He’s fighting for your voting rights

Secretary of state candidate Joe Neguse tries to engage, empower young people

Colorado secretary of state candidate Joe Neguse greets Carol Connelly after giving a speech on top of the Crossroads Durango building Sunday afternoon during his statewide campaign tour. Enlarge photo

JENNAYE DERGE/Durango Herald

Colorado secretary of state candidate Joe Neguse greets Carol Connelly after giving a speech on top of the Crossroads Durango building Sunday afternoon during his statewide campaign tour.

First-generation American and Coloradan Joe Neguse is a Democrat running for Colorado secretary of state, and he says he can do something positive on behalf of everyone, not just the Front Range.

On a 12-city tour with a platform of voting rights and business development, Neguse said he has a vision.

“The right to vote is sacred to me,” Neguse said from a rooftop gathering at the Crossroads building Sunday afternoon.

The practicing attorney is a graduate of the University of Colorado and member of the university’s Board of Regents for Colorado’s 2nd Congressional District.

His parents came to the United States in 1980, having fled war in Eritrea, Africa.

“They taught us how important it is not to take that for granted, those freedoms that we have in the United States that don’t exist in a lot of places in the world. It begins with the right to vote and the ability to participate in our democracy,” he said.

Neguse said no matter who serves as secretary of state, he or she should be protecting voter rights, empowering people to get involved.

He co-founded New Era Colorado, a nonprofit that works on boosting voter registration and encourages involvement for tens of thousands of young people.

“Republican, Democratic, independent – it’s a right that I believe the secretary of state should be protecting,” he said. “Harnessing technology for folks who are elderly or disabled, so they have a more positive voting experience. Make it easier for those who are fighting overseas – protecting our democracy – making sure they have every opportunity to participate in our democracy.”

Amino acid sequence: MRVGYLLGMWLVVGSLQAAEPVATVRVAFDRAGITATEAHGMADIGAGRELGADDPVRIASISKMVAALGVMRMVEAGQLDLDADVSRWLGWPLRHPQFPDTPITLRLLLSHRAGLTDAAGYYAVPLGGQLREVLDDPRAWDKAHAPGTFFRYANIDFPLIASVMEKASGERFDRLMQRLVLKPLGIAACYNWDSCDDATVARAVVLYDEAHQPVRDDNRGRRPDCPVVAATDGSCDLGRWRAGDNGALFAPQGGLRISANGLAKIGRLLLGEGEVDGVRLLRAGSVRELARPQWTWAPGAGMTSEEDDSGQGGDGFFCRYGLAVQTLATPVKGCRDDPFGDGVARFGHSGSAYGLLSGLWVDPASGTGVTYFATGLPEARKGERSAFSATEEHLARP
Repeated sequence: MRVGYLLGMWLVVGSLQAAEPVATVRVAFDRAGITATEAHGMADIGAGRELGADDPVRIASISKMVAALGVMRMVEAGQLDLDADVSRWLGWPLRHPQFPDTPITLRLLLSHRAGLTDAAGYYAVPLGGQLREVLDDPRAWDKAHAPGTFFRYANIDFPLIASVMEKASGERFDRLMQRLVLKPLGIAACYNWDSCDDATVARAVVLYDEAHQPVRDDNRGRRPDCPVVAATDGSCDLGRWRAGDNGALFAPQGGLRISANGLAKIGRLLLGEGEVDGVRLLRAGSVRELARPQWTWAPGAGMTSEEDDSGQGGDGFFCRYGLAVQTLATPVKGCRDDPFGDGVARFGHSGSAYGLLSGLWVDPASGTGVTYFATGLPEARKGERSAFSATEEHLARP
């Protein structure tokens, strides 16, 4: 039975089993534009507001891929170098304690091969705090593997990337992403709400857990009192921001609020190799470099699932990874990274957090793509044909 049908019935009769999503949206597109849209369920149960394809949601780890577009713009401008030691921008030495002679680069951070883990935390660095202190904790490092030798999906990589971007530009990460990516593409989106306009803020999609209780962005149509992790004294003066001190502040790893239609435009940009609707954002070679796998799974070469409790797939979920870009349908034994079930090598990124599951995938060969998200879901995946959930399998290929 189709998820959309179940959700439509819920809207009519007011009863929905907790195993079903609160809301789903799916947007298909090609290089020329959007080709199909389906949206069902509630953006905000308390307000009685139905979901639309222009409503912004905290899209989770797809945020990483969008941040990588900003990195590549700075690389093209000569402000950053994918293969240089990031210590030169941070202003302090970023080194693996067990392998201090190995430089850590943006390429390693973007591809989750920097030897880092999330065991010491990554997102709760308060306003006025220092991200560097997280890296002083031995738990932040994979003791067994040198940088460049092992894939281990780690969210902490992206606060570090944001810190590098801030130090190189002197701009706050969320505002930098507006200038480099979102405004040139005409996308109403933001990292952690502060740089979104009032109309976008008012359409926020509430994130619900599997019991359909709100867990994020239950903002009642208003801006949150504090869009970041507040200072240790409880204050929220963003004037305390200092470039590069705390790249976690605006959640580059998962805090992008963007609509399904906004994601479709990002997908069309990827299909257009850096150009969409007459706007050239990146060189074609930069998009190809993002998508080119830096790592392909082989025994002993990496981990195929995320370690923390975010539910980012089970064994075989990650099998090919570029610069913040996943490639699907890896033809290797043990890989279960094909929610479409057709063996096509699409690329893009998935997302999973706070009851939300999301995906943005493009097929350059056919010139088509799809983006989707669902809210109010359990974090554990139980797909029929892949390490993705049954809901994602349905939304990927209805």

He also believes that getting young people involved early will help them stay involved.

“I want to make Colorado the number one state in voter turnout,” he said. “I’m concerned about the hundreds of thousands of people who aren’t voting.”

He also is interested in sparking business growth to bridge the gap between the Western Slope and the Front Range.

“We are known as a start-up state,” he said, “(We need) a secretary that recognizes that and is going to build relationships with communities outside the Front Range, like with the Chamber of Commerce and economic councils here in La Plata County, and figure out ways to encourage, inspire and motivate innovators and entrepreneurs here in Durango.

Before departing for Telluride, he said Colorado needs less partisan politics.

“Colorado needs a partner in this office. That has been missing for the last three-and-a-half years,” he said.

La Plata County Clerk and Recorder Tiffany Parker, a Republican, was also on the patio Sunday.

“The reason I’m here today is that the relationship between the (Colorado) County Clerks Association and the secretary of state’s office has been very frustrating,” she said. “We haven’t been able to progress like we would like to.”

Parker said she felt she could work with Neguse, and she is attracted to his non-partisanship.

“Next year, I’ll be the president of the county clerks association,” Parker said, “and the majority of us are Republican; however, the majority of us are advocates for voting rights, and when you work, live and breath elections, you just want to give people that opportunity. That’s why I’m here.”

bmathis@durangoherald.com

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